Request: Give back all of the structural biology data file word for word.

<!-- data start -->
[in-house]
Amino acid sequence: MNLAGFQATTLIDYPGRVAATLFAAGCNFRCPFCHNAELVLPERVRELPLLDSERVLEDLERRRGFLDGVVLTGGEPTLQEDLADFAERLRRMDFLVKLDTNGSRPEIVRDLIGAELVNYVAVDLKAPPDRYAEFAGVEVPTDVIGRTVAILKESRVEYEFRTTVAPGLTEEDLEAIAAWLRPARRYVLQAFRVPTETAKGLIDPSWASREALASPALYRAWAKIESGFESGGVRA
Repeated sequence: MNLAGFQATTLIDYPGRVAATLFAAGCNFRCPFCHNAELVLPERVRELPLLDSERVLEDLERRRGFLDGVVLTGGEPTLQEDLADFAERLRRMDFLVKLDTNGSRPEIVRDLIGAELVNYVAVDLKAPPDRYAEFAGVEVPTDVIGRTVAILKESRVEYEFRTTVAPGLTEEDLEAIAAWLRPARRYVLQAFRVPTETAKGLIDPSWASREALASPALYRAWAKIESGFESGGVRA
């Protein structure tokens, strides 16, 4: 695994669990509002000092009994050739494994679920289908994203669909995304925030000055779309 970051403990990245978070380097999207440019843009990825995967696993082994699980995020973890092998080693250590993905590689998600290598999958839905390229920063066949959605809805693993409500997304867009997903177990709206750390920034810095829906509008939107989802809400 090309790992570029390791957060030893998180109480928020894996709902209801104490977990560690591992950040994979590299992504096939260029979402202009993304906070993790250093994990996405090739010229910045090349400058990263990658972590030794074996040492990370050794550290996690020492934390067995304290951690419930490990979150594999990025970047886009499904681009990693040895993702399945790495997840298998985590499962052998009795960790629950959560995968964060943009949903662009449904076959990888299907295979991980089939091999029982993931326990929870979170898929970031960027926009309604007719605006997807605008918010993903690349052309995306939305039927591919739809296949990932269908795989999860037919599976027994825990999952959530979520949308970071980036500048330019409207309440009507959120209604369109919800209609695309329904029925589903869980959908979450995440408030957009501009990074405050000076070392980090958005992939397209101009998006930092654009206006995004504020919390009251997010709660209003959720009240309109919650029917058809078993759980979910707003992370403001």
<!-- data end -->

[in-house]
Amino acid sequence: MNLAGFQATTLIDYPGRVAATLFAAGCNFRCPFCHNAELVLPERVRELPLLDSERVLEDLERRRGFLDGVVLTGGEPTLQEDLADFAERLRRMDFLVKLDTNGSRPEIVRDLIGAELVNYVAVDLKAPPDRYAEFAGVEVPTDVIGRTVAILKESRVEYEFRTTVAPGLTEEDLEAIAAWLRPARRYVLQAFRVPTETAKGLIDPSWASREALASPALYRAWAKIESGFESGGVRA
Repeated sequence: MNLAGFQATTLIDYPGRVAATLFAAGCNFRCPFCHNAELVLPERVRELPLLDSERVLEDLERRRGFLDGVVLTGGEPTLQEDLADFAERLRRMDFLVKLDTNGSRPEIVRDLIGAELVNYVAVDLKAPPDRYAEFAGVEVPTDVIGRTVAILKESRVEYEFRTTVAPGLTEEDLEAIAAWLRPARRYVLQAFRVPTETAKGLIDPSWASREALASPALYRAWAKIESGFESGGVRA
């Protein structure tokens, strides 16, 4: 695994669990509002000092009994050739494994679920289908994203669909995304925030000055779309 970051403990990245978070380097999207440019843009990825995967696993082994699980995020973890092998080693250590993905590689998600290598999958839905390229920063066949959605809805693993409500997304867009997903177990709206750390920034810095829906509008939107989802809400 090309790992570029390791957060030893998180109480928020894996709902209801104490977990560690591992950040994979590299992504096939260029979402202009993304906070993790250093994990996405090739010229910045090349400058990263990658972590030794074996040492990370050794550290996690020492934390067995304290951690419930490990979150594999990025970047886009499904681009990693040895993702399945790495997840298998985590499962052998009795960790629950959560995968964060943009949903662009449904076959990888299907295979991980089939091999029982993931326990929870979170898929970031960027926009309604007719605006997807605008918010993903690349052309995306939305039927591919739809296949990932269908795989999860037919599976027994825990999952959530979520949308970071980036500048330019409207309440009507959120209604369109919800209609695309329904029925589903869980959908979450995440408030957009501009990074405050000076070392980090958005992939397209101009998006930092654009206006995004504020919390009251997010709660209003959720009240309109919650029917058809078993759980979910707003992370403001």